Wi-Fi in the sky: aircraft bringing internet to rural and remote areas

  • Facebook and Google are developing airborne internet transmitters.
  • Facebook's take the form of lightweight planes,
  • and Google's are giant balloons.

Facebook and Google are both working on airborne methods of broadband transmission.

Both companies aim to supply a broadband connection to areas not served by infrastructure like fibres or mobile towers, by creating skyborne webs of aircraft that will send data between themselves and down to the ground. In Facebook's case, those aircraft are lightweight planes; at Google, they're giant balloons.

Facebook's Aquila planes are lightweight - even though their wingspan is larger than a Boeing 737's, they weigh about a third as much as an electric car. They're definitely not as fast as a Boeing: they fly at about 15-25 km/h, but this is by design. Having them fly slowly lets them stay over the same patch of ground for longer, as well as using less power: they only use about the equivalent of three hair dryers. They'll replenish this power using the solar panels on their wings, with the aim being to have them stay aloft for months at a time.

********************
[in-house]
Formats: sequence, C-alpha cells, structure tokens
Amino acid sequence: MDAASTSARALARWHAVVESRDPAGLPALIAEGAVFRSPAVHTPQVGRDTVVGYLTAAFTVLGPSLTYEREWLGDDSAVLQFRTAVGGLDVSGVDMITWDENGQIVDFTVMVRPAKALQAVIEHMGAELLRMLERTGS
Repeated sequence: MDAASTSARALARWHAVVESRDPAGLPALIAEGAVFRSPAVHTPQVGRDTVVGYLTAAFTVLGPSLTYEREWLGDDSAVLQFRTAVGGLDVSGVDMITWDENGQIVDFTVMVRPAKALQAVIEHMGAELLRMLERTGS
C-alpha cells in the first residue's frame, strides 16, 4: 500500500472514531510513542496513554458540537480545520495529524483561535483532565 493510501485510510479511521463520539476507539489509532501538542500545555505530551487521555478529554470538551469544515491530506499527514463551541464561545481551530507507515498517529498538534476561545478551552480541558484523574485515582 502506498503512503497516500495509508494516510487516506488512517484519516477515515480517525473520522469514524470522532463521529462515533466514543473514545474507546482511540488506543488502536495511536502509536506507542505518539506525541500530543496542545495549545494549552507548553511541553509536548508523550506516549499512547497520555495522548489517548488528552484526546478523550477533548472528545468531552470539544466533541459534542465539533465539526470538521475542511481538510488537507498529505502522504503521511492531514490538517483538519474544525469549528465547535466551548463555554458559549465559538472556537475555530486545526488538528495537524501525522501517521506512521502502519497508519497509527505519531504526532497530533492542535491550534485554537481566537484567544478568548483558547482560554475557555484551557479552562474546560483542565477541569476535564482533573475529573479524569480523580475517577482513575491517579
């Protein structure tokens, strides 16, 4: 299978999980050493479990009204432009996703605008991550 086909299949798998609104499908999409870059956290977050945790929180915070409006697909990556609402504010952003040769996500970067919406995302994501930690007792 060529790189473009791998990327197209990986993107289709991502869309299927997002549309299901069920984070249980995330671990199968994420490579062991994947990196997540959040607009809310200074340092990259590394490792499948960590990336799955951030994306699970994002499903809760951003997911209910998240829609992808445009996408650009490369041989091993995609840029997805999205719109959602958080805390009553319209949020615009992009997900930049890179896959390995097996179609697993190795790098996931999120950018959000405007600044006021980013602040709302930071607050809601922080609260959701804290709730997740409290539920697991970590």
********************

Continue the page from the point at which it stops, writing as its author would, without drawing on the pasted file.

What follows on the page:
Project Loon, developed by X (Google's research and development facility) uses balloons carrying communications technology, similarly to weather balloons, that will float in the stratosphere, about 18-23 km up. The stratosphere consists of layers of wind currents, a bit like a freeway with multiple lanes: by floating higher or lower, the balloons can ride different wind currents, in different directions and speeds. X says that the balloons can stay in the air for over 100 days.

Both services will act as "floating mobile towers" - they'll beam 4G or Wi-Fi internet to users on the ground, but instead of being attached to a really tall tower, they'll be flying over rural and remote areas.

There are about 4 billion people worldwide with no internet access, including 1.3 million Australian households. If these plans take off, those numbers might get a lot lower.